Monday, January 10, 2011
Posted by Cocina Savant
It's funny to me to take note of how people talk and share stories about food and meals, recipes in particular. Typically if I receive a recommendation for a recipe, it's because there is some family history to it, or its been copied on to a scant, wrinkled sheet of paper with little to no attachment to its original source. I'm not saying this is a bad thing. Food should be inspired and original. Nine times out of ten, I would say that citing off chef, cook book, and page number is less likely to make motivate me to try a recipe than hearing someone describe at as similair to a dish their grandmother made, or a recipe they could do something unique and interesting too.
For Christmas this year, Daniel and I received a plethora of cookbooks, including Nancy Silverton's Breads, Michael Ruhlman's Ratio, and Fergus Henderson's Nose to Tail Eating and Beyond Nose to Tail.With books like Breads and Ratio, it's easy to adapt recipe and personalize them to your own tastes. A cookie is a cookie by any other name, and a baguette is a baguette. These are framiliar, comfortable. This may not be as true with Fergus Henderson (more on that later), but there are still elements of framiliarity and comfort that give you courage to try something new, go out of order, add or subtract components, and basically make something your own.
Every once in awhile though, a recipe just catches your eye that I think you have to go at verbatim, teaspoon by teaspoon, step by step. It's these recipes that remind me of the 'paint by number' paintings I remember doing growing up. I'm much more comfortable with a pen and paper to write, than I am with a paintbrush and pallete to fill. Similairly, I'm much more comfortable whipping up a delightful dessert or warming soup than I am creating a silky veloute to combine with some odd meat puree. But, it's in these moments of unfamiliarity that you can be comforted (I think anyway) by the culinary delights created by others, and reawaken your culinary curiosity.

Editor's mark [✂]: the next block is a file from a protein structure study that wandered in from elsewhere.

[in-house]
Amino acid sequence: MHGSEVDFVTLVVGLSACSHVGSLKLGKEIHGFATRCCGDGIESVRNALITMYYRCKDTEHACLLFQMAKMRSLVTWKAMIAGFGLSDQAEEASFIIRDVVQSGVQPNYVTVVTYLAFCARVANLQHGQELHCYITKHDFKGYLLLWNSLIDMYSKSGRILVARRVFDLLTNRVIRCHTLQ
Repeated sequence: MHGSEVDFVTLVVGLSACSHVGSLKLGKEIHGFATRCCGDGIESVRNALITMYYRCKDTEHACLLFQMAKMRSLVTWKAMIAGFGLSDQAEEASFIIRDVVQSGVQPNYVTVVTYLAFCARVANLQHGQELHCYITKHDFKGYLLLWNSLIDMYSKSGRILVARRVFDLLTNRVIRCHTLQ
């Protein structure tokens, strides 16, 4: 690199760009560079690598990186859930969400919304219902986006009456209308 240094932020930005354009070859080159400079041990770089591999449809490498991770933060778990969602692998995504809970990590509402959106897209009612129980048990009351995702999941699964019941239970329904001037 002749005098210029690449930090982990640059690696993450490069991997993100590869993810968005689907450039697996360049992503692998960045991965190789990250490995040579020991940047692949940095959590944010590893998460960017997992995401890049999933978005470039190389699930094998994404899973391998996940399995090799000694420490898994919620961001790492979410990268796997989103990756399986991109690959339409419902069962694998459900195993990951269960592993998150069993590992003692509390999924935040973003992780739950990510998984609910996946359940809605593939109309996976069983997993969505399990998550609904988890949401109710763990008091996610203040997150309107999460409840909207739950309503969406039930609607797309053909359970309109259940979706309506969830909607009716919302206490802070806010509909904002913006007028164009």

Mortadella Smear Taken from this recipe in the Jan/Feb Edition of Saveur
1/3 Cup Balsamic Vinegar
1 tbsp butter
1 tbsp flour
1/3 cup chicken stock
1 lb mortadella without pistachios
1/3 cup heavy cream, whipped
1 small loaf of a crusty sourdough
4 tbsp olive oil
3 tbsp crushed pistachios
1/2 cup arugula
1. Reduce vinegar by half in small saucepan over medium heat.Set aside.
2. In a small saucepan, melt butter over medium heat. Whisk in flour and continue whisking for one minute. Slowly whisk in stock and cook until thickend to make veloute. Set aside to cool.
3. In meat grinder or food processor, process mortadella until pureed. Transfer to bowl and fold in whipped cream and veloute sauce.
4. Rub bread with olive oil and toast.
To Serve: Smear the bread wit the mortadella, garnish with arugula, pistachios, and a drizzle of balsamic. Serve warm. Enjoy!
Published by Saveur, and originally taken from Chicago's Purple Pig restaurant, this produce a delightful and "devastatingly addictive" treat. A simple creamy, meaty, satisfying mortadella spread atop a toasty baguette, topped with a little bit of peppery arugula, nutty pistachios, and a splash of reduced balsamic for the tiniest hint of sweetness. Truthfully, this new recipe is nothing earth-shattering. If you've never tried mortadella, its basically an Italian bologna that looks, smells, and tastes, pretty much like bologna if you sample the variety without pistachios. Even if you're thrown off by the bologna comparison, it truly is an intriguing delight.When selecting the next post to blog about, someone may have scoffed at my desire to share this verbatim rendition of a recipe, but it struck me as something new, and something I may not have tried if someone hadn't drawn the lines and numbered the color palette or taste palate for me.